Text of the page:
That's not to say a typical 'finding God' story in the Christian sense isn't any good, just that there are many other paths a spiritual journey character arch might take.
    This is true but in my own personal exsperance I've rarely seen a good Christian take on a spiritual journey done right. I've seen all kinds of media about the Christian nutcase that thinks God is telling him to kill people. I've read stories about the zealous crusader out to cleanse the world of evil while they themselves are committing the very evil they hope to destroy. And I've read about the people who fight evil and God's power over evil does absolutely nothing to said evil force. It's just annoying as a Christian to see all of this slandering material being circulated without any positive being portrayed. The one good example I have is the castlevainia Netflix series. And that buck's a lot of trends of the genre.
    This might not be my best work but that just means there's room to improve.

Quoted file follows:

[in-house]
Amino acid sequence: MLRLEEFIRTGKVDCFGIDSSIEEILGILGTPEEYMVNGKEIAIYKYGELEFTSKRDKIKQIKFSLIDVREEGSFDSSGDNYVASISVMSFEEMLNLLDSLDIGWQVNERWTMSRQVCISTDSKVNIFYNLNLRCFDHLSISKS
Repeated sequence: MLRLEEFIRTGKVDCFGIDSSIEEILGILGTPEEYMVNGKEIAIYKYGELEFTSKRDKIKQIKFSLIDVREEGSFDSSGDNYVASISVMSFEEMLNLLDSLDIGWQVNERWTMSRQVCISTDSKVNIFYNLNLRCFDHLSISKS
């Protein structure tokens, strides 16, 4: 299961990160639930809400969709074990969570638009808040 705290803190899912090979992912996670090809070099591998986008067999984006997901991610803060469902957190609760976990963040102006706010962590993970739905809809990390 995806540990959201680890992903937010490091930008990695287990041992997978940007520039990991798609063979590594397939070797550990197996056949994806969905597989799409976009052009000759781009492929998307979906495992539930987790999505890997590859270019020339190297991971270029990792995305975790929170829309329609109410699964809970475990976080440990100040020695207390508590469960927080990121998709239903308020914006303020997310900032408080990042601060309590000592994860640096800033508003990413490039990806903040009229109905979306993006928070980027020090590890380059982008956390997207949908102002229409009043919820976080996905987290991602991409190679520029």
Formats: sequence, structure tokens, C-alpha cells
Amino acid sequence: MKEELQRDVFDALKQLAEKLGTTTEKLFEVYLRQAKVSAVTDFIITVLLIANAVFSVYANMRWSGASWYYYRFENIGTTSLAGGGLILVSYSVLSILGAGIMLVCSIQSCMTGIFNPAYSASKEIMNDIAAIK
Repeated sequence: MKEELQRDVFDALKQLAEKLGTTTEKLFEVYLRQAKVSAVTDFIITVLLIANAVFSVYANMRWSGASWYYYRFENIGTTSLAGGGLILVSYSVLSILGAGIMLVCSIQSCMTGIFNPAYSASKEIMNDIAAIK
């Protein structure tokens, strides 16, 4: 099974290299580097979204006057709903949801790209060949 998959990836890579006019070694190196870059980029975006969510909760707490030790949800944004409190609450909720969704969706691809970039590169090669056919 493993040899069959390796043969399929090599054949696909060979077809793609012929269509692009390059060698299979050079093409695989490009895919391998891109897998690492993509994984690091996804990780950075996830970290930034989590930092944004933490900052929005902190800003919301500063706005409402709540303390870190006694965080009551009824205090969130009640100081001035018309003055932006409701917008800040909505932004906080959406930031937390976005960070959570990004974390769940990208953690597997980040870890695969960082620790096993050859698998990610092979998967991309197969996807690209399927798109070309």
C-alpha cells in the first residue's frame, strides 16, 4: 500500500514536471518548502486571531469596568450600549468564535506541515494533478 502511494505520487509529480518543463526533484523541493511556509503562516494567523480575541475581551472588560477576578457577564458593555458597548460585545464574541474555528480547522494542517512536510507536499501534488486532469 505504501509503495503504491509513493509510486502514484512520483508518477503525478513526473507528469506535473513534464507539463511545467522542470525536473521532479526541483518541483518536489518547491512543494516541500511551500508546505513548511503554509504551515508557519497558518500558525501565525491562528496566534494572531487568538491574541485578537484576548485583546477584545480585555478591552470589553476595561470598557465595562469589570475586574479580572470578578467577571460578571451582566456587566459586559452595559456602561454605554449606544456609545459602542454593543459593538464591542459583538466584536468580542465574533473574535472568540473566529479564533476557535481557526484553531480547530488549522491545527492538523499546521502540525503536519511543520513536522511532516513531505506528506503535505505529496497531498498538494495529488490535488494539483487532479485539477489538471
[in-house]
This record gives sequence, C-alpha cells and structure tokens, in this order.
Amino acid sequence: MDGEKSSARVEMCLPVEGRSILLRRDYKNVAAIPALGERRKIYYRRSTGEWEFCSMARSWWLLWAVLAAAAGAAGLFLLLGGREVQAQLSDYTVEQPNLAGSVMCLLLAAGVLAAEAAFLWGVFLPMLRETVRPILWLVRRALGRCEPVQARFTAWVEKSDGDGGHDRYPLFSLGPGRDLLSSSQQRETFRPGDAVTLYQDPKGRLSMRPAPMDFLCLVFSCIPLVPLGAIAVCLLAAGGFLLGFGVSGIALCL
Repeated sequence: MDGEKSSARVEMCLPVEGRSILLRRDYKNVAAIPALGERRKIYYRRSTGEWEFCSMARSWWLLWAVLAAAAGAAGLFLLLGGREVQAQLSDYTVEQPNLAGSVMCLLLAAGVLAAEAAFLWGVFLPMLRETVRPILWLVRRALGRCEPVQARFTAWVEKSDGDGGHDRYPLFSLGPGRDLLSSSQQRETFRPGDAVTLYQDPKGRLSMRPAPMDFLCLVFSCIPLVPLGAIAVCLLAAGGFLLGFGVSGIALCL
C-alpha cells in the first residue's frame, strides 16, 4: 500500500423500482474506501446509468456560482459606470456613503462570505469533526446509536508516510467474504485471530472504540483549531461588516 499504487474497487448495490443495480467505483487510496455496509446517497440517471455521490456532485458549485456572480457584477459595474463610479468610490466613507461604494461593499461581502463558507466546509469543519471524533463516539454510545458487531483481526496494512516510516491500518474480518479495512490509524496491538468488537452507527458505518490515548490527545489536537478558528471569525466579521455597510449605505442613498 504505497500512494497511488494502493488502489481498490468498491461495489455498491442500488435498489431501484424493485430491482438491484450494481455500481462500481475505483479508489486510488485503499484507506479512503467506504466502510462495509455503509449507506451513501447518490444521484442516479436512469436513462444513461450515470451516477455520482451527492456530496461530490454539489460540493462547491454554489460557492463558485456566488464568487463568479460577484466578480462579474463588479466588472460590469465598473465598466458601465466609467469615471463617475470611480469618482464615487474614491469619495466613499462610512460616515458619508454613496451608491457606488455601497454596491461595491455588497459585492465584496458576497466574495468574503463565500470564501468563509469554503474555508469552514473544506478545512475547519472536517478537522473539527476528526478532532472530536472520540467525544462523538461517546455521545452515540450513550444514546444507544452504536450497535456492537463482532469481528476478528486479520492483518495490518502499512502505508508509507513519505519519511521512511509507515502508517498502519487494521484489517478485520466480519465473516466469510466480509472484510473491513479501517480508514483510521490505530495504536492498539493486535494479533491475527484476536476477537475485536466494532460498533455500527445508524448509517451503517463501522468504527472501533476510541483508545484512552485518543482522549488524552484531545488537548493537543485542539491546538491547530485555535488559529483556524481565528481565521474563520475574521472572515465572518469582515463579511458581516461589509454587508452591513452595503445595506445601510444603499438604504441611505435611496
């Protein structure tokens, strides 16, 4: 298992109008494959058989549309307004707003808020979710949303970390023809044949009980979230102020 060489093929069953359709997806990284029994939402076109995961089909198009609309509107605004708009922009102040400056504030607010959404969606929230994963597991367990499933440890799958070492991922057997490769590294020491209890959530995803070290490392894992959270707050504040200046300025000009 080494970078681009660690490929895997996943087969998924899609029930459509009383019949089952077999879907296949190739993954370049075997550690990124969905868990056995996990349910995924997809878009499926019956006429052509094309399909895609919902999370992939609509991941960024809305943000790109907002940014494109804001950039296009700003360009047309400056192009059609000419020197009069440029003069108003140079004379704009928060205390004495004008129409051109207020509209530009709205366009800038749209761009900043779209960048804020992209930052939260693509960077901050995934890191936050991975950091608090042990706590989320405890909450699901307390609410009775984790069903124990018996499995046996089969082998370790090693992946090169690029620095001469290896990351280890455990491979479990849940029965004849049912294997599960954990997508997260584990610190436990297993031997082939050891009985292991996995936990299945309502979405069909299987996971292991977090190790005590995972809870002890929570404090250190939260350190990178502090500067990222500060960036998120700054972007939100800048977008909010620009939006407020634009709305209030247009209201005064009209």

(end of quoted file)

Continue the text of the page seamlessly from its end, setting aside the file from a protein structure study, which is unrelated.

I don't have a big ego. You just can't comprehend my greatness!

  9. #79
    Heinlein portrayed God as a lower ranking deity in the big scheme of things. I think it was Job...God get in trouble with his boss for abusing Job.

  10. #80
    Music Guru Trollheart's Avatar
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    Quote Originally Posted by Ralph Rotten View Post
    Heinlein portrayed God as a lower ranking deity in the big scheme of things. I think it was Job...God get in trouble with his boss for abusing Job.
    That sounds interesting. What's the title?
    Come away, human child to the waters and the wild
    With a faery hand in hand.
    For the world's more full of weeping than you can understand. - WB Yeats "The Stolen Child"

    I drink to forget, but I never forget to drink.

    "If the real Jesus Christ were to stand up today
    He'd be gunned down cold by the CIA" - The The, "Armageddon Days Are Here (Again)" - Mind Bomb, 1989

    Quoted by Ralph Rotten
    The most destructive force on the planet is not nukes or global warming...it is the human ego.